Book Image

C Programming for Arduino

By : Julien Bayle
Book Image

C Programming for Arduino

By: Julien Bayle

Overview of this book

Physical computing allows us to build interactive physical systems by using software & hardware in order to sense and respond to the real world. C Programming for Arduino will show you how to harness powerful capabilities like sensing, feedbacks, programming and even wiring and developing your own autonomous systems. C Programming for Arduino contains everything you need to directly start wiring and coding your own electronic project. You'll learn C and how to code several types of firmware for your Arduino, and then move on to design small typical systems to understand how handling buttons, leds, LCD, network modules and much more. After running through C/C++ for the Arduino, you'll learn how to control your software by using real buttons and distance sensors and even discover how you can use your Arduino with the Processing framework so that they work in unison. Advanced coverage includes using Wi-Fi networks and batteries to make your Arduino-based hardware more mobile and flexible without wires. If you want to learn how to build your own electronic devices with powerful open-source technology, then this book is for you.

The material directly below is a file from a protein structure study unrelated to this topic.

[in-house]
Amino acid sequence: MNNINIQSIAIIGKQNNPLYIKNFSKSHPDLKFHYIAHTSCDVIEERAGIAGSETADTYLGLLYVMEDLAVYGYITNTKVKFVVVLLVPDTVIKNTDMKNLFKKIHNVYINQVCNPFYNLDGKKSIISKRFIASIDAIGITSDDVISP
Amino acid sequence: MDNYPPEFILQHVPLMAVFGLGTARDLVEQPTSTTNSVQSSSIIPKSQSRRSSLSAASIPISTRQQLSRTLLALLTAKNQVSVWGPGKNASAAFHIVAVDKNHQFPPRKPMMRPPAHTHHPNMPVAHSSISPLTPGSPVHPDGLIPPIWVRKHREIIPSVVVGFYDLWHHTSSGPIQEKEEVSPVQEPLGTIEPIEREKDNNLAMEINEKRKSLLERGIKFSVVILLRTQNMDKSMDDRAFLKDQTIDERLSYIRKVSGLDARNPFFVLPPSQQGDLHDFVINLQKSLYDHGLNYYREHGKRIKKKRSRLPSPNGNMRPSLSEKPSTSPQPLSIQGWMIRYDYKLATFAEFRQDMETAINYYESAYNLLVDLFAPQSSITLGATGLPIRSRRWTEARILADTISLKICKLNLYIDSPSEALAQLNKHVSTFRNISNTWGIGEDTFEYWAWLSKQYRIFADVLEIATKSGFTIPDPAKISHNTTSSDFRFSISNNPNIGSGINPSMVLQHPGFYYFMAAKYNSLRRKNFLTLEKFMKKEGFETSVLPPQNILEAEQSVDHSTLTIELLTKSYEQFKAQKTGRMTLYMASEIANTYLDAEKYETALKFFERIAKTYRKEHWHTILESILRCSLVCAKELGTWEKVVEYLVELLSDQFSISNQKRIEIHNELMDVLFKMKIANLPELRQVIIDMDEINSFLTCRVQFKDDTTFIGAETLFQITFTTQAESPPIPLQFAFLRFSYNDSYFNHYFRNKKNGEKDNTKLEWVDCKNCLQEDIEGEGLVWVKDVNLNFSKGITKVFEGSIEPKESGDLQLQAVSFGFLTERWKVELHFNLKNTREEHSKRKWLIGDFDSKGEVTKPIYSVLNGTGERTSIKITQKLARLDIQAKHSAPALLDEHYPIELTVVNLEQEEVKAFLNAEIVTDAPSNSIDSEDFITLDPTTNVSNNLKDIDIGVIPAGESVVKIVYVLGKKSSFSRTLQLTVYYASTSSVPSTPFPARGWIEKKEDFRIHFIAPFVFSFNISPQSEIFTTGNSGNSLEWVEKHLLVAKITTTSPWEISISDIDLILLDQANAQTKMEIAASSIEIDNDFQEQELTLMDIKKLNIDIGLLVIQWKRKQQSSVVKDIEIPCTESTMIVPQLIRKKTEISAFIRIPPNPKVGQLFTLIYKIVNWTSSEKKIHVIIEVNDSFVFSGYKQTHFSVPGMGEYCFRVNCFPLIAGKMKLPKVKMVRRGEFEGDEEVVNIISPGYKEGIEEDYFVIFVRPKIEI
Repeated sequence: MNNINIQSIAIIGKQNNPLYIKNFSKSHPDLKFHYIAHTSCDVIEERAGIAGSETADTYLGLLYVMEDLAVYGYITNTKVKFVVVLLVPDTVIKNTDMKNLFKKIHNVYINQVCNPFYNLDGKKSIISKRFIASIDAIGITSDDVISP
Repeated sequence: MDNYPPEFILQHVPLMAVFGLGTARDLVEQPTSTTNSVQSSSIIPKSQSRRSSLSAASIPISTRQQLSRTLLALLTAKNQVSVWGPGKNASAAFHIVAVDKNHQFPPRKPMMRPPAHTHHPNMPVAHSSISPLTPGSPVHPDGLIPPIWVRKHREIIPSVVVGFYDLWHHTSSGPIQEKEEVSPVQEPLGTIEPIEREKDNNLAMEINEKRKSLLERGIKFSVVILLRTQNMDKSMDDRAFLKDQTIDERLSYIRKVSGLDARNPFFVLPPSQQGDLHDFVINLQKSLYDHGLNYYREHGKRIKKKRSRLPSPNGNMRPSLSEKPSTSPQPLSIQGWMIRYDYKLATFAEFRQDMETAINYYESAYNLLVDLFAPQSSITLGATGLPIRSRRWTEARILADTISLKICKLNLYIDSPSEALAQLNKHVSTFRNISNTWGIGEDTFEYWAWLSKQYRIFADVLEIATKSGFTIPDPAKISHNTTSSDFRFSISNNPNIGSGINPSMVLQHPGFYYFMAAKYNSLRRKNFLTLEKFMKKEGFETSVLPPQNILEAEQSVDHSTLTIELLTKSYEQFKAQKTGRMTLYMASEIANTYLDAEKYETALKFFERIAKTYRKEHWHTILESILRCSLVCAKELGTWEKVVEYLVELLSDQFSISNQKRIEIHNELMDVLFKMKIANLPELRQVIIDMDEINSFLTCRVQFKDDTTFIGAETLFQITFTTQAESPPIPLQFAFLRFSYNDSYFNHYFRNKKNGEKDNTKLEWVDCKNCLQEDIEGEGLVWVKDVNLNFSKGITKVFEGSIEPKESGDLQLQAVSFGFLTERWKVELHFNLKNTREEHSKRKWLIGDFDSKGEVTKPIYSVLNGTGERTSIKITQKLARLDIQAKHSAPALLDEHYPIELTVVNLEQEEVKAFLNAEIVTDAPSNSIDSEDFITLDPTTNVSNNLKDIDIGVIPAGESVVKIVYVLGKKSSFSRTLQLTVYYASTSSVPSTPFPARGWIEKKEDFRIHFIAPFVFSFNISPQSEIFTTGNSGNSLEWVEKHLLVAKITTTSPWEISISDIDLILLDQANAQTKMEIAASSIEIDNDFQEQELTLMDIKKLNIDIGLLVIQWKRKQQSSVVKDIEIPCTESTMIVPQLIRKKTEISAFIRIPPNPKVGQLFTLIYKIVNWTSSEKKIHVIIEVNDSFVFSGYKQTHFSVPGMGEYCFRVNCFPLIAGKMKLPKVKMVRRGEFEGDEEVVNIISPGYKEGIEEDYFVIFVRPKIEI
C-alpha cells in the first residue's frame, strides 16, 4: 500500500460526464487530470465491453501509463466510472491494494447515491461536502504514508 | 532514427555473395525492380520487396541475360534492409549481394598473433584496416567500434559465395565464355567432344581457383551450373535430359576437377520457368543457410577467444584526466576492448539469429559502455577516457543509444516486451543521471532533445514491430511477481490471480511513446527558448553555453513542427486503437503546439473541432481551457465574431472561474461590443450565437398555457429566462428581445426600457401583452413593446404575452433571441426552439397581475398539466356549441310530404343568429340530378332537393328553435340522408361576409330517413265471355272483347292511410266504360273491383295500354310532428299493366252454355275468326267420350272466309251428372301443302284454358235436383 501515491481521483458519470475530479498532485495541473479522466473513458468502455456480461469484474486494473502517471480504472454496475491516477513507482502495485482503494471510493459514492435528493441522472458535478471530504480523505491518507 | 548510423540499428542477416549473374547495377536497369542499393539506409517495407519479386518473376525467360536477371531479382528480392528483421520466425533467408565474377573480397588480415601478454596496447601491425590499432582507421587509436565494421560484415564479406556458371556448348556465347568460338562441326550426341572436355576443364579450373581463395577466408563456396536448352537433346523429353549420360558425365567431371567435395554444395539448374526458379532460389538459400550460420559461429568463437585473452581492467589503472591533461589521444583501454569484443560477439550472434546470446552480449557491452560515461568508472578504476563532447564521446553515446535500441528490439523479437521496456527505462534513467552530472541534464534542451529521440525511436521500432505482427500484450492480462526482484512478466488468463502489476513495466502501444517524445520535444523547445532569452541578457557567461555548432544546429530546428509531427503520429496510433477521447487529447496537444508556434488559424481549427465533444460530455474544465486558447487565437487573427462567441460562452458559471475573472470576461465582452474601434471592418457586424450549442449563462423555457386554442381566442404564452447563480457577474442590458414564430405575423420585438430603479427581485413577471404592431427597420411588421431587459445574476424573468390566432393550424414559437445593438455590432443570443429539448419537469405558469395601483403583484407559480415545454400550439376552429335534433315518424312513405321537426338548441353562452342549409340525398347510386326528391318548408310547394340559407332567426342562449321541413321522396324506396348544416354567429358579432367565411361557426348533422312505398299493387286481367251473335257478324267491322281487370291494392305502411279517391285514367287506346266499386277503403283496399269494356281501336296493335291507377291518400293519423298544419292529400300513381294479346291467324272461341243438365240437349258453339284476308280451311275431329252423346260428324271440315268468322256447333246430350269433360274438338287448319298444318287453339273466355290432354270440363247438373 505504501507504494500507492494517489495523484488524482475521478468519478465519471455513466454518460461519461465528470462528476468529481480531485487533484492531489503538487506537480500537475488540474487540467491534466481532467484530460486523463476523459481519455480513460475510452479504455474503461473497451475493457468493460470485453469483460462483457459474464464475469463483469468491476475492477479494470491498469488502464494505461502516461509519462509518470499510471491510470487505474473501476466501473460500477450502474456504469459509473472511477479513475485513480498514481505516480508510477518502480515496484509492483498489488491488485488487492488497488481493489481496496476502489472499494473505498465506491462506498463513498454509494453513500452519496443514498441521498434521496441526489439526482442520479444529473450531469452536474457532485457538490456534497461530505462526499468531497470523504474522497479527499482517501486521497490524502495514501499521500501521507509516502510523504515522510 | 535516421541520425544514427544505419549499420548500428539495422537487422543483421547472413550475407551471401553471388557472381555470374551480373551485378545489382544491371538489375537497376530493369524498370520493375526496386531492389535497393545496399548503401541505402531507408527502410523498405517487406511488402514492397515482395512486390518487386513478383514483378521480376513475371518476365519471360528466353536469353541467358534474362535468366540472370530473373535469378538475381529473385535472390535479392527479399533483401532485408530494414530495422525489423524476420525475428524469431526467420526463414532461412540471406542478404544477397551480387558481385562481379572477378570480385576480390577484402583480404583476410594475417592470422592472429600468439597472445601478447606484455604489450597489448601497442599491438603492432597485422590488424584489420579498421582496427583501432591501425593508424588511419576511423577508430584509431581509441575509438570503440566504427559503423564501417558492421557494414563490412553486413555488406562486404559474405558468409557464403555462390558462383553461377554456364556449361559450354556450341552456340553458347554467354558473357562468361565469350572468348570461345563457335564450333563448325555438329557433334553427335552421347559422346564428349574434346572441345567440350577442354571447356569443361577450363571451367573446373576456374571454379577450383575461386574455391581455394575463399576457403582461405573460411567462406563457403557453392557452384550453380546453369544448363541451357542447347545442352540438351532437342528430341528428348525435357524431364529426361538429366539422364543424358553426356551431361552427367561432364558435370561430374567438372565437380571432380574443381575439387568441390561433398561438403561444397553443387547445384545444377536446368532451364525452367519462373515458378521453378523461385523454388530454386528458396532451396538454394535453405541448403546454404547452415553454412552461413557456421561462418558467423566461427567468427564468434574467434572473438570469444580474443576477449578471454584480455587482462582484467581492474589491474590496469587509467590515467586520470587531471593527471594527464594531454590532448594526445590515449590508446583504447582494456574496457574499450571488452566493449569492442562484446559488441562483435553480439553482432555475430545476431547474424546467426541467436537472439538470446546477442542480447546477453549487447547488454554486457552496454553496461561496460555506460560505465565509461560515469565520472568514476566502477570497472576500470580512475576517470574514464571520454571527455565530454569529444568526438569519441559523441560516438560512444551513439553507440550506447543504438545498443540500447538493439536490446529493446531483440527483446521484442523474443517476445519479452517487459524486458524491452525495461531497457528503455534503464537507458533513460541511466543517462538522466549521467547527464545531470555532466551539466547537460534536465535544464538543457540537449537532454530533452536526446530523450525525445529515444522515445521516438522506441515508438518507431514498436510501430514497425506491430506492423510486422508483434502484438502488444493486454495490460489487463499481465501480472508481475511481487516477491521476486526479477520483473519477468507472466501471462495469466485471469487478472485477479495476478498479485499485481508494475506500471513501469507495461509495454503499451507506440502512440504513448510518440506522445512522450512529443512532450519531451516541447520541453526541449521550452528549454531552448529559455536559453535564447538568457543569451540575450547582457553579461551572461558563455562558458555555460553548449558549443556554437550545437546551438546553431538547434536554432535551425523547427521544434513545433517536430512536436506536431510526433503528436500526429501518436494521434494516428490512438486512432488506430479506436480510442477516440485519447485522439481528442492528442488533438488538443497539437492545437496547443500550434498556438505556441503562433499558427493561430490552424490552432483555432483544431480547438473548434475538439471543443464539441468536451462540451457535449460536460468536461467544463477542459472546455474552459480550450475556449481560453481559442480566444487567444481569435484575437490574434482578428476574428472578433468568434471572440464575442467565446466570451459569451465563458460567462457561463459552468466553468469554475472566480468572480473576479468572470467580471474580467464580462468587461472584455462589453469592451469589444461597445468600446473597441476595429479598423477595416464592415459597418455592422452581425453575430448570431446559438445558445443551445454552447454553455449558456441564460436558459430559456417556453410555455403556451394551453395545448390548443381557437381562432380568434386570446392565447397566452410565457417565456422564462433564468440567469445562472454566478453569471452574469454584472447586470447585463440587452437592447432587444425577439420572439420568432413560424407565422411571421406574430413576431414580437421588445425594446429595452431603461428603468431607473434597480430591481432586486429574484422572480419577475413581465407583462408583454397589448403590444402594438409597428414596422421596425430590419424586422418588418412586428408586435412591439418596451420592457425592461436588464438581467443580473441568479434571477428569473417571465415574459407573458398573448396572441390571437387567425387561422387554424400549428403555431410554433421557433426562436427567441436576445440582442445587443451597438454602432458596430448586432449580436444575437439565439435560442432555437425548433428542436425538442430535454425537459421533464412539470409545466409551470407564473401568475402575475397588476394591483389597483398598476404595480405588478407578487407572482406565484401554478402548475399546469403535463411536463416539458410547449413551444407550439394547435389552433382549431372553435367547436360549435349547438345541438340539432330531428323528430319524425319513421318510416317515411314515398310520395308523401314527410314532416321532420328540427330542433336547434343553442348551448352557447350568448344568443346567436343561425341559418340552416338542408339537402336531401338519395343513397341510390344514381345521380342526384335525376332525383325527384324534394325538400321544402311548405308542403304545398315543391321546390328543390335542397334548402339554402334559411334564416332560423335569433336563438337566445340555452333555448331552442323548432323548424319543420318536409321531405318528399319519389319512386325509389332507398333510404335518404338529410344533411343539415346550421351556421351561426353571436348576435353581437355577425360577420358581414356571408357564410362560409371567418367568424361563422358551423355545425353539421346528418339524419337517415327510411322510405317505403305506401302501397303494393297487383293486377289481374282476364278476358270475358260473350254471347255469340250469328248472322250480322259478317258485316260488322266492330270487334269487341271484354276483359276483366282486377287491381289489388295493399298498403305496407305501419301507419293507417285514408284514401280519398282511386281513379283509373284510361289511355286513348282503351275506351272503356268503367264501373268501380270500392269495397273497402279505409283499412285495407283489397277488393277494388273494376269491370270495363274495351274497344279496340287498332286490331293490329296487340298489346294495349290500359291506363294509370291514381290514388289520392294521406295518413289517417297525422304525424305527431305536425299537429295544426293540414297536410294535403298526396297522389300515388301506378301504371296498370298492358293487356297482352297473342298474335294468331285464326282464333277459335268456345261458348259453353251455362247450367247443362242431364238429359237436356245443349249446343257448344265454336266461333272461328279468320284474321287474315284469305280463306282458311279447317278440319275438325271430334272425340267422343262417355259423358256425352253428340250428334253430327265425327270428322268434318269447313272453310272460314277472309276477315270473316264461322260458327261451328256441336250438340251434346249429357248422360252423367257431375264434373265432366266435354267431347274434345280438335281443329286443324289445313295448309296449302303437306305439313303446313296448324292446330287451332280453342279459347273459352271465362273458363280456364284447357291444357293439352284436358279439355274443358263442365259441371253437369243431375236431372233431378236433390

Table of Contents (21 chapters)
C Programming for Arduino
About the Author
About the Reviewers

Pushing the button

We are going to have fun. Yes, this is the very special moment when we are going to link the physical world to the virtual world. Arduino is all about this.

What is a button, a switch?

A switch is an electrical component that is able to break an electrical circuit. There are a lot of different types of switches.

Different types of switches

Some switches are called toggles. Toggles are also named continuous switches. In order to act on the circuit, the toggle can be pushed and released each time you want to act and when you release it, the action continues.

Some others are called momentaries. Momentaries are named push for action too. In order to act on the circuit, you have to push and keep the switch pushed to continue the action. If you release it, the action stops.

Usually, all our switches at home are toggles. Except the one for the mixer that you have to push to cut and release to stop it, which means it is a momentary.

A basic circuit

Here is a basic circuit with an Arduino...